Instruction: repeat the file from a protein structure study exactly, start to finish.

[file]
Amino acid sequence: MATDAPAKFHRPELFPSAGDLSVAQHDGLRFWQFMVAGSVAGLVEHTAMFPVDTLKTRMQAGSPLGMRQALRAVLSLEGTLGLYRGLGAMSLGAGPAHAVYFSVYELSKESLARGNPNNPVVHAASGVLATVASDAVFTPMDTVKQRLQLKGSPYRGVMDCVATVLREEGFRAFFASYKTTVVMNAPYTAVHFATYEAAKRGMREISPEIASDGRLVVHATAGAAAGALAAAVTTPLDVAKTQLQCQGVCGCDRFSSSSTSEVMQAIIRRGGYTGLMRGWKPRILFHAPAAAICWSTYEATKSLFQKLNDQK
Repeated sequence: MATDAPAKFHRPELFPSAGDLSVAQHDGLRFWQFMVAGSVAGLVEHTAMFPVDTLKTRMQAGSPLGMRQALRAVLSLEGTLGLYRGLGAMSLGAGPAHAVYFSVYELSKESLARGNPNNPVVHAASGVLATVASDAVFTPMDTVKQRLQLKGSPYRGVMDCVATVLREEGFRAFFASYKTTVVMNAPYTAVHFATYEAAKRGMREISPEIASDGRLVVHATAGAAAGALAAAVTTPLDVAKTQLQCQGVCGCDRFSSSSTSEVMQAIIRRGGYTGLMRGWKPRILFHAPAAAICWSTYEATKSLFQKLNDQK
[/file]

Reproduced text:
Amino acid sequence: MATDAPAKFHRPELFPSAGDLSVAQHDGLRFWQFMVAGSVAGLVEHTAMFPVDTLKTRMQAGSPLGMRQALRAVLSLEGTLGLYRGLGAMSLGAGPAHAVYFSVYELSKESLARGNPNNPVVHAASGVLATVASDAVFTPMDTVKQRLQLKGSPYRGVMDCVATVLREEGFRAFFASYKTTVVMNAPYTAVHFATYEAAKRGMREISPEIASDGRLVVHATAGAAAGALAAAVTTPLDVAKTQLQCQGVCGCDRFSSSSTSEVMQAIIRRGGYTGLMRGWKPRILFHAPAAAICWSTYEATKSLFQKLNDQK
Repeated sequence: MATDAPAKFHRPELFPSAGDLSVAQHDGLRFWQFMVAGSVAGLVEHTAMFPVDTLKTRMQAGSPLGMRQALRAVLSLEGTLGLYRGLGAMSLGAGPAHAVYFSVYELSKESLARGNPNNPVVHAASGVLATVASDAVFTPMDTVKQRLQLKGSPYRGVMDCVATVLREEGFRAFFASYKTTVVMNAPYTAVHFATYEAAKRGMREISPEIASDGRLVVHATAGAAAGALAAAVTTPLDVAKTQLQCQGVCGCDRFSSSSTSEVMQAIIRRGGYTGLMRGWKPRILFHAPAAAICWSTYEATKSLFQKLNDQK